It’s the last day of the NICAR13 conference. Today I’ve been watching Matt Waite tell the story about the Pullitzer prize winning site Politifact. Matt was very keen on structure. Because everything has structure, especially stories. If you can find the structure and think of it on a higher level, you can build systems (like Politifact). Another aspect of building something that overlaps journalism and IT is cultural resistance. Freaked out reporters and reluctant developers, not to mention clueless management. “Build shit, don’t talk shit” – i.e build a prototype to have conversations around. “Your mission might be a very small defined thing”, says Matt. If you can describe your thing with a single short declarative sentence, then you have a chance – you can pitch things. Guard your ONE THING zealously. Having a structure makes it possible to say NO to things. The core question: What is the atomic unit of this?
The “Swedish Contingent” at the conference had booked a lunch session. To be honest, this was nothing I was looking forward to in particular. I think the organizers of this conference put in a 2 hour lunch break for a reason. But I was very happy to see Matt Waite again. This time flying around with a microscopic quadrotor drone. And I learned that there’s a drone journalism lab somewhere at the University of Nebraska. How satisfying for the nerd in me to hear Matt speak about hardware hacking, Arduino programming, drones and mesh networks. Where is journalism going? 😉
People have shown amazing stuff here, and we can all do amazing stuff back home – by crossbreeding ideas and competences. And a little bit of coding 😉
Although we’ve been living in this house for almost six years now, I never really bothered to figure out how the heating system works. Not until I bought a wireless energy monitor. What a surprise. I had no idea a house could use that much energy! I started to search old documents we inherited from the previous house owner, and finally I read up on the heating system. Left unattended the heat pump had gathered a lot of air and the circulation pump had come to a complete stop. I realized that I needed to get in control. Enter home automation.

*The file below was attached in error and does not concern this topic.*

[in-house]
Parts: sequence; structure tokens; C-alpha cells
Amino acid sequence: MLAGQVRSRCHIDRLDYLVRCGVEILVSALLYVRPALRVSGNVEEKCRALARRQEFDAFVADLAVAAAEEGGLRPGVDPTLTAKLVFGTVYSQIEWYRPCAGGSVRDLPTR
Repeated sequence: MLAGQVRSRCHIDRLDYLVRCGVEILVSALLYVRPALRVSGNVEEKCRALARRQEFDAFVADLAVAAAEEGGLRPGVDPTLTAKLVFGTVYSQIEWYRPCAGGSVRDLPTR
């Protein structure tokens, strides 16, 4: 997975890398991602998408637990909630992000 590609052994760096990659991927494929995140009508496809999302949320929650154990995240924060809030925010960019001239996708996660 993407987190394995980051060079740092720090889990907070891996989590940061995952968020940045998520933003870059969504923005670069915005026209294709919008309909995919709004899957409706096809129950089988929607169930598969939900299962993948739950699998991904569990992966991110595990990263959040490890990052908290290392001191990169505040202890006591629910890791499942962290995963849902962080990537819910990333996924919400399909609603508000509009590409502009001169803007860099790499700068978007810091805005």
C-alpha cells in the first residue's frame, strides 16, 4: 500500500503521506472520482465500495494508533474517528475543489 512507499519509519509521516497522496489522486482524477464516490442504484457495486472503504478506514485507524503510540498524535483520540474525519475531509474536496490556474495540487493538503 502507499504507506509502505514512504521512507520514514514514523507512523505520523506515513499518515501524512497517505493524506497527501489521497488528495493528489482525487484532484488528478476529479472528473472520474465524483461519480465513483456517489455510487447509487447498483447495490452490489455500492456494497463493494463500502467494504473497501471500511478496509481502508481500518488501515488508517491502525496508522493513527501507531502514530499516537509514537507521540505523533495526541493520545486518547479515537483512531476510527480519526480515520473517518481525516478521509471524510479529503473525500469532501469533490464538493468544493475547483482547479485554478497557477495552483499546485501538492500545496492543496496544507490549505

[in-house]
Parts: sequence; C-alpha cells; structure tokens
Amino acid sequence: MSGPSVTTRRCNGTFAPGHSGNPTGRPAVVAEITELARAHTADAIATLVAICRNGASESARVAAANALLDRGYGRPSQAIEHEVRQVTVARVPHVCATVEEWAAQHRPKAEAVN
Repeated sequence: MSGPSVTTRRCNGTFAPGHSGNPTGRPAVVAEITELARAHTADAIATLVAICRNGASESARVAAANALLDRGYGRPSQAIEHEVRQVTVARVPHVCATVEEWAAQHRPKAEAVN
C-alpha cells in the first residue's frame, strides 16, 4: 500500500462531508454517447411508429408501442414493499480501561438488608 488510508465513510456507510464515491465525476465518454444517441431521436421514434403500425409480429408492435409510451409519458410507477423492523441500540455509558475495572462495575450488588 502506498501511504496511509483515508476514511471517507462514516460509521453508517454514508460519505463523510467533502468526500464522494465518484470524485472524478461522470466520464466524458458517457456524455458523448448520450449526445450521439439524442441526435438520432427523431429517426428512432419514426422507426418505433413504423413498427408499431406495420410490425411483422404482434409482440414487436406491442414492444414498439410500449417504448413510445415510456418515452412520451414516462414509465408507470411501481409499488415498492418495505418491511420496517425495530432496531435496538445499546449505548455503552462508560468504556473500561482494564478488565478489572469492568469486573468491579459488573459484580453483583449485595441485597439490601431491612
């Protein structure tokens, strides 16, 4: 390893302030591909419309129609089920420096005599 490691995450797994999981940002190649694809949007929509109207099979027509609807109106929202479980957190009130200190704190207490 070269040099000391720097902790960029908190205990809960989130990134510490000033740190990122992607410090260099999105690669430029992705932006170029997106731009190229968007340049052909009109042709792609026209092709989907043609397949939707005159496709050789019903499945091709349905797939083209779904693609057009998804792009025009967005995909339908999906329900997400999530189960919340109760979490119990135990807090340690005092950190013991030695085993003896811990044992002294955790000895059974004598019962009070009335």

At work we monitor software systems in order to (hopefully) act proactively before things go out of hands. It’s as simple as this: if you don’t know, you don’t know! I liked to apply the same principles to the systems at home. Inspired by my colleague Christian Lizell (@lizell) who not only build our monitoring system at work but made his own home monitoring system based on the realtime graphing system Graphite and home automation technology from Telldus, I went out and bought a Tellstick Net unit.
The Tellstick Net is a fairly small device that connects to a cloud based service, and can be accessed with a web interface and an Iphone app. You can connect an array of 433 MHz devices, like on/off switches and dimmers to it and then control them individually and as groups. Schedules can be made so that lights turn on and off, let say on at sunset and turn off at sunrise. Better still the Tellstick Net can recognize a number of wireless sensors. I ended up buying 8 temperature sensors that I connected to outside, inside, the two attics, workshop, fridge, and freezer.
What I had i mind was to read temperature sensor values from Telldus every minute and then send those values to a Graphite backend. Telldus who open sourced their software, offers a REST API with which sensor values can be read. So I started out hacking on the Telldus tdtool.py and Graphite example-client.py and put the code on Github. How I love Python for tasks like this! Installing a Graphite server is quite a task so I ended up downloading a prebuilt VirtualBox Graphite server. Preferably I would like to create a server somewhere in the cloud.
With a graph showing the temperature over time I could tune the fridge, freezer, and workshop (notice the repeating form of the freezer graph). I expect the attic temperature to tell how well the insulation works, but I need more time and freezing temperatures outside to make that analysis. The workshop just need to be a few degrees above freezing.
Next step: When the farming season begins I want to automate irrigation and monitor humidity in the ground. Enter farm automation…